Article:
“These data could be interpreted to suggest that cannabis use may have a beneficial effect on cognitive functioning in patients with severe psychiatric disorders,” said lead researcher Raphael Braga.

Reason
From the letter to Obama: “[Y]ou have turned your back as career law enforcement officials have run roughshod over some of the most professional and well-regulated medical marijuana providers”

Six National Drug Policy Organizations Call on President Obama to End Unnecessary Assault on Medical Marijuana Providers
 
Coalition to President Obama: “It is time for a new approach on marijuana policy.”
 
In the wake of recent attacks on medical marijuana providers and patients by multiple branches of the federal government, including Monday’s raids on Oaksterdam University in Oakland, California, a coalition of six national drug policy reform organizations is appealing to President Obama and his administration to follow its own previously stated policies respecting state medical marijuana laws.
In the letter, posted in full below, the organizations call on the Obama Administration to bring an end to the federal government’s ongoing campaign to undermine state efforts to regulate safe and legal access to medical marijuana for those patients who rely on it.
 
The Obama Administration’s National Drug Control Strategy Report 2012, reportedly being released in the coming days, is expected to cling to failed and outdated marijuana policies which further cement the control of the marijuana trade in the hands of drug cartels and illegal operators, endangering both patients in medical marijuana states and citizens everywhere.

Christopher Chung/The Press Democrat
Matthew Cohen takes cuttings from marijuana plants in order to clone them at the Northstone Organics Cooperative, in Redwood Valley, in 2010

​Mendocino County, California’s unique, income-generating medical marijuana growing permit program has been suspended pending the outcome of a Southern California court case challenging the legality of issuing permits for activities that are illegal under federal law.

“We’re waiting to hear something,” said Mendocino County Sheriff Tom Allman, reports Glenda Anderson at the Santa Rosa Press Democrat.
The permits — popular in the medical marijuana community for the peace of mind they fostered — allowed medicinal cannabis collectives to grow up to 99 plants, with a fee structure including inspections and zip-tie identification markers for each plant.

U.S. Forest Service
A federal drug agent prepares to destroy a marijuana crop in Northern California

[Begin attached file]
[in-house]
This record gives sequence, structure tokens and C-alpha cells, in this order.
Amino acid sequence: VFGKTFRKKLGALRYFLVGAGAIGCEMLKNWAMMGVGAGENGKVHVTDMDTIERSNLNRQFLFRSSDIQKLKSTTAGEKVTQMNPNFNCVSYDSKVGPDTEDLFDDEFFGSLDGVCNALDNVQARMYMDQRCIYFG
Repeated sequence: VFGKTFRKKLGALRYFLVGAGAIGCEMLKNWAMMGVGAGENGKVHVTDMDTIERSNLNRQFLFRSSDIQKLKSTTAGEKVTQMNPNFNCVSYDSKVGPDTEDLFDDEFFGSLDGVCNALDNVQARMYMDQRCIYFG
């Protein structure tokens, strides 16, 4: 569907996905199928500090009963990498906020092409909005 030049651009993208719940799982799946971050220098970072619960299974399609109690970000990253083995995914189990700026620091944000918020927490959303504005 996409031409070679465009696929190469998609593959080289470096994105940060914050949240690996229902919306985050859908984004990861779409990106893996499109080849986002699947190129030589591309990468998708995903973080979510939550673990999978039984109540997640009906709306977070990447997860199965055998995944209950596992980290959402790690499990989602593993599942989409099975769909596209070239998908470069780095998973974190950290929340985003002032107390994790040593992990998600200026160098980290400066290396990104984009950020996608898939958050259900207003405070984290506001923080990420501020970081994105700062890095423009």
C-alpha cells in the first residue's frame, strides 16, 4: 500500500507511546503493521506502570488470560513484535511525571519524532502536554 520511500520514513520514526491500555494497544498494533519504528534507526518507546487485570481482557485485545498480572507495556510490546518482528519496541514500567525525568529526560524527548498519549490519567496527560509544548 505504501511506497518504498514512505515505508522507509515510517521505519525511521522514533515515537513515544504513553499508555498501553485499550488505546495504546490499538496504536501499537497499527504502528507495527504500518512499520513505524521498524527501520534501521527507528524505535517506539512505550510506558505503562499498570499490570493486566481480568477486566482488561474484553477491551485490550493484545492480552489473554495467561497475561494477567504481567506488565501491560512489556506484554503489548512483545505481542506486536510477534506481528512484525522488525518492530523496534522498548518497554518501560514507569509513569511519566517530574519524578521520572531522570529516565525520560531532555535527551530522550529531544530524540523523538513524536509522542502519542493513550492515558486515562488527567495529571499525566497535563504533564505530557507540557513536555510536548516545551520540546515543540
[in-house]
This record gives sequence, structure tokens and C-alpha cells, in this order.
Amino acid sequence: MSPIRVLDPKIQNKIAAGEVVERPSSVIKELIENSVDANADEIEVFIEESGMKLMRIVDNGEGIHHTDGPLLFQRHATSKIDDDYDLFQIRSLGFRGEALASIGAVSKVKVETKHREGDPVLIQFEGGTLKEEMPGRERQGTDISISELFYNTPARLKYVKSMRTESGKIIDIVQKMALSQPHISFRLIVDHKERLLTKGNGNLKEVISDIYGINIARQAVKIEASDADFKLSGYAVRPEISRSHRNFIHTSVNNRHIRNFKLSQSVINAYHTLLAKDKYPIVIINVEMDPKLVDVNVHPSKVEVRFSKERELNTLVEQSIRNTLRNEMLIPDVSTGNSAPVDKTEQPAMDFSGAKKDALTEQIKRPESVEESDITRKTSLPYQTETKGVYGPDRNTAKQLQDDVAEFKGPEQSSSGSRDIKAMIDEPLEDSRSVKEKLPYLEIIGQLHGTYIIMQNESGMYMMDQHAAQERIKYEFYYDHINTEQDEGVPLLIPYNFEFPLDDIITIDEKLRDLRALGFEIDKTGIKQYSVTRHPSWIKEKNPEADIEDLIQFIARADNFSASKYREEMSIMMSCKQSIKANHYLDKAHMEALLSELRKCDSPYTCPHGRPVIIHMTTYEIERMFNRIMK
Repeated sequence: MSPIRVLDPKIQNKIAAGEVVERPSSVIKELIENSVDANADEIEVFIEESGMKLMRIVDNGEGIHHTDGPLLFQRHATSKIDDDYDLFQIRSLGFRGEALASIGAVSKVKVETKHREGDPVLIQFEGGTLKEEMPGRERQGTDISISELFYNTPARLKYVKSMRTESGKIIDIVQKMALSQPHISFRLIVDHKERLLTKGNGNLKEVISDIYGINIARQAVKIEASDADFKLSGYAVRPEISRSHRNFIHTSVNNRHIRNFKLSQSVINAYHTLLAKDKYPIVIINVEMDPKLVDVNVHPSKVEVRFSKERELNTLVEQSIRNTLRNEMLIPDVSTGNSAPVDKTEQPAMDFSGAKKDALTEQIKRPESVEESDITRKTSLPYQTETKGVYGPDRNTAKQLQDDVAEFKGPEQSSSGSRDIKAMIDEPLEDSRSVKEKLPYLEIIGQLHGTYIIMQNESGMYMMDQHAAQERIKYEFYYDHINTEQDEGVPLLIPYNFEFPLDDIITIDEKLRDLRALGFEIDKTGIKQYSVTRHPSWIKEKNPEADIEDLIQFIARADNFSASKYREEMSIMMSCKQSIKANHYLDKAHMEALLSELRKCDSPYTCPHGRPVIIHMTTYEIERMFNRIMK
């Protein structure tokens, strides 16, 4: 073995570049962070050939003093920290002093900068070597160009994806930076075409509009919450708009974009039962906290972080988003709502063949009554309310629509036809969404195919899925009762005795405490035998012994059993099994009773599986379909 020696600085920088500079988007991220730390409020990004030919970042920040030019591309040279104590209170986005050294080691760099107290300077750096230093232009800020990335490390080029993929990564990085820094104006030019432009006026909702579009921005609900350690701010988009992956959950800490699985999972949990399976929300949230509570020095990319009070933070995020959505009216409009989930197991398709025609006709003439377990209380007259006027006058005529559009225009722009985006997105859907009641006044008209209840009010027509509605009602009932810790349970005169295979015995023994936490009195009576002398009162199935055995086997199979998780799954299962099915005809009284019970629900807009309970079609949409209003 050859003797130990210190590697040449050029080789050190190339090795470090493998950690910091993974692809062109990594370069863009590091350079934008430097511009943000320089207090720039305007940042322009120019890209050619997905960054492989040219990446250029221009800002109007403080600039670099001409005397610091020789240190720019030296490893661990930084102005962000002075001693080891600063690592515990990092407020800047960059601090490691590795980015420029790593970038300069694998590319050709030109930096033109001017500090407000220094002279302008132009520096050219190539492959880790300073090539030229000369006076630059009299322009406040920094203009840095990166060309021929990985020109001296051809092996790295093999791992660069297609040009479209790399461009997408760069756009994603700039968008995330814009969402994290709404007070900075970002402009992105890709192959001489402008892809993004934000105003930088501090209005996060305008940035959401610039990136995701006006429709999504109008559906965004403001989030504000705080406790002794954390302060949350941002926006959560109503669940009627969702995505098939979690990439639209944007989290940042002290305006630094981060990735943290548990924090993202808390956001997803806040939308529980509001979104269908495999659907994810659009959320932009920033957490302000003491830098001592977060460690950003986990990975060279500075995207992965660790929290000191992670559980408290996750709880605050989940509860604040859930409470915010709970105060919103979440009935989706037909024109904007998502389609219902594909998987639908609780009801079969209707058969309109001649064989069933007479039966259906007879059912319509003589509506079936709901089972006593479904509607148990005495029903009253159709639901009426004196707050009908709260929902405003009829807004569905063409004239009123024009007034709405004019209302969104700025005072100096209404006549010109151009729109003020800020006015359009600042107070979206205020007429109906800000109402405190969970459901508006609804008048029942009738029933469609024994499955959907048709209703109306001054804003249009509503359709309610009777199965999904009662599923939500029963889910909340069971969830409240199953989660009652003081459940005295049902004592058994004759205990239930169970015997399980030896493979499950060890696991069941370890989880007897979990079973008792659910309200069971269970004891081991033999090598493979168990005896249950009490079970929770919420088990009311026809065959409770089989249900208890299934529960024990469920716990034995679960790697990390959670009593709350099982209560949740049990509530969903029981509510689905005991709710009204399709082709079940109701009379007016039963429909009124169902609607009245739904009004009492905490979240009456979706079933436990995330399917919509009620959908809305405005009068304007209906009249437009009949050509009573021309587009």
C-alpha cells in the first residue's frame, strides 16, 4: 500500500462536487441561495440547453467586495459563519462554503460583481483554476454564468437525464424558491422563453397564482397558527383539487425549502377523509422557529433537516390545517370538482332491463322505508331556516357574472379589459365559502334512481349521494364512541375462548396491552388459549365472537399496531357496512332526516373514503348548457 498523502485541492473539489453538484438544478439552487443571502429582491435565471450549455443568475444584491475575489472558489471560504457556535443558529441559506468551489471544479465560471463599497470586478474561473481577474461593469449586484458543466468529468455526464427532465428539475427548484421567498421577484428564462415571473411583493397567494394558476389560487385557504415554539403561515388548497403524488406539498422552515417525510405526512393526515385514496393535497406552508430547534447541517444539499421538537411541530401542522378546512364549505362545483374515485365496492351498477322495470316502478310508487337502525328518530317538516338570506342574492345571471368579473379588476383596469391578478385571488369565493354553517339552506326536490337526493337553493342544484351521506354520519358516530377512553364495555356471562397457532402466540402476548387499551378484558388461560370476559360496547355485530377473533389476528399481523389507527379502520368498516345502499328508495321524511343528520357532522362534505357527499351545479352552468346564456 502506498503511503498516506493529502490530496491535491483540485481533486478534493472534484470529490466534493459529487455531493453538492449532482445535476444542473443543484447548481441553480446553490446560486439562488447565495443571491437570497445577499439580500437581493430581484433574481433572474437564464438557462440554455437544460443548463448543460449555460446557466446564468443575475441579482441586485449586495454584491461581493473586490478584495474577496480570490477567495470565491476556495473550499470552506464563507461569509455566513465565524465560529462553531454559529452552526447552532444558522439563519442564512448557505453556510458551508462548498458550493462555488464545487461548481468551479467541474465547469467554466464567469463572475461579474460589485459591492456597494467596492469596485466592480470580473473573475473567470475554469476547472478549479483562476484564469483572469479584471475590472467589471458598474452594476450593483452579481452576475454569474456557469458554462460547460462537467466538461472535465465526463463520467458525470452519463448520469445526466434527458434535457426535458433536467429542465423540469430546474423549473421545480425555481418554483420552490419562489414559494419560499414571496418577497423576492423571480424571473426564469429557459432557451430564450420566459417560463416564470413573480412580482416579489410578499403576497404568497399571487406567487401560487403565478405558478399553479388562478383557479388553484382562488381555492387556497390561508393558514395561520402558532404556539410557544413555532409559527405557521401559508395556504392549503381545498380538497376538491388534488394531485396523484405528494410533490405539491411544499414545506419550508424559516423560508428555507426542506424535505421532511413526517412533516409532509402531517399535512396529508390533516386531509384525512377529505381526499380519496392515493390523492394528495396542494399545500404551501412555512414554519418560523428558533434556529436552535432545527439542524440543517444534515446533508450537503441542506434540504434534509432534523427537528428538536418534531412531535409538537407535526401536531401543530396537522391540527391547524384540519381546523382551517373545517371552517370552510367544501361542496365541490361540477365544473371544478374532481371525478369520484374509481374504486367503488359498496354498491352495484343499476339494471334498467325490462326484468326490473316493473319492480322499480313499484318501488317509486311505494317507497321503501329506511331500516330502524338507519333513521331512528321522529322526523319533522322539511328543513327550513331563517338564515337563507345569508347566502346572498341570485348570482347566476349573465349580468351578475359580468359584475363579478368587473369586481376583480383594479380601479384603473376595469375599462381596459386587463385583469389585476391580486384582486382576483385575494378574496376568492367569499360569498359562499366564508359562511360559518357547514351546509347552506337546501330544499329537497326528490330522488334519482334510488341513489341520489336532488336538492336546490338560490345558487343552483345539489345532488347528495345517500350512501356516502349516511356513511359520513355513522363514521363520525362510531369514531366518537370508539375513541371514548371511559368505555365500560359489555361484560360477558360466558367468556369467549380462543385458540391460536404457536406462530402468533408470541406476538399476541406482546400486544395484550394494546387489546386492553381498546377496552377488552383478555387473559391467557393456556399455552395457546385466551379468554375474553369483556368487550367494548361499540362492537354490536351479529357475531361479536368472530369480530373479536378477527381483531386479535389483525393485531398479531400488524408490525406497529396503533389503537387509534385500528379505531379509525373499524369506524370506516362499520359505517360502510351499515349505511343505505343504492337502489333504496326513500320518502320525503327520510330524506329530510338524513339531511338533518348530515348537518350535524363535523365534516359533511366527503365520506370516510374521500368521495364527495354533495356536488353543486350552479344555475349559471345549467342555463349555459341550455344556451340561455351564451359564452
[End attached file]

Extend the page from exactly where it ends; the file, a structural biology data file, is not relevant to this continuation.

​You too, Mendo? Say it ain’t so! The Mendocino County Board of Supervisors has voted 3-2 to support the use of federal intelligence agencies in the war against marijuana.

The most liberal member of the board of supervisors, Green Party member Dan Hamburg, joined the most libertarian member, Supervisor John Pinches of the American Independent Party to cast the two votes against the “consent calendar” item at Tuesday’s board meeting, reports Jennifer Poole at The Willits News.

​​Both opposed the item asking the board to support California Congressman Mike Thompson’s attempts to involve federal spy agencies in the fight against illegal marijuana cultivation by so-called “international drug trafficking organizations” on public lands.

I And I Rootz

​Americans for Safe Access (ASA) and a coalition of advocacy and labor groups are staging a demonstration at noon in Sacramento on Wednesday, November 9 to protest the federal government’s escalated attack on California’s medical marijuana laws.

A lively rally of medical marijuana patients and supporters is set to occur in front of the Sacramento federal building and will feature state legislators, advocates, labor and dispensary operators impacted by the recent Department of Justice (DOJ) crackdown in California.

Marylanders 4 Safe Access

​Americans for Safe Access (ASA), a medical marijuana advocacy organization, filed suit in federal court on Thursday challenging the Obama Administration’s attempt to undercut local and state medical marijuana laws in California.

ASA argues in its lawsuit that Obama’s Department of Justice (DOJ) has “instituted a policy to dismantle the medical marijuana laws of the State of California and to coerce its municipalities to pass bans on medical marijuana dispensaries.”
The DOJ policy has involved aggressive SWAT-style raids, criminal prosecutions of medical marijuana patients and providers and threats to local officials for merely implementing state law.
“Although the Obama Administration is entitled to enforce federal marijuana laws, the 10th Amendment forbids it from using coercive tactics to commandeer the lawmaking functions of the state,” said ASA Chief Counsel Joe Elford, who filed the lawsuit Thursday in San Francisco’s federal District Court.

Photo: Derrylwc
Mendocino fave OG Kush at about 6 weeks into flowering.

​Two members of the Mendocino County, Calif., Board of Supervisors’ Health and Human Services Committee say their reworking of the county’s medical marijuana ordinance is ready to be sent to the full board, reports Mike A’Dair of The Willits News.

Committee member John McCowen said the draft revision, prepared along with Kendall Smith, would be sent to the board sometime next month.
Even while the proposed ordinance clamps down on some aspects of medical marijuana growing, it loosens others.
The indoor growing of marijuana would e limited to a space of no more than 100 square feet, and outdoor cultivation would “not subject residents of neighboring parcels who are of normal sensitivity to objectionable odors.” (You know, every time I read something like that, I try to imagine why anyone would find the odor of fresh marijuana “objectionable.”)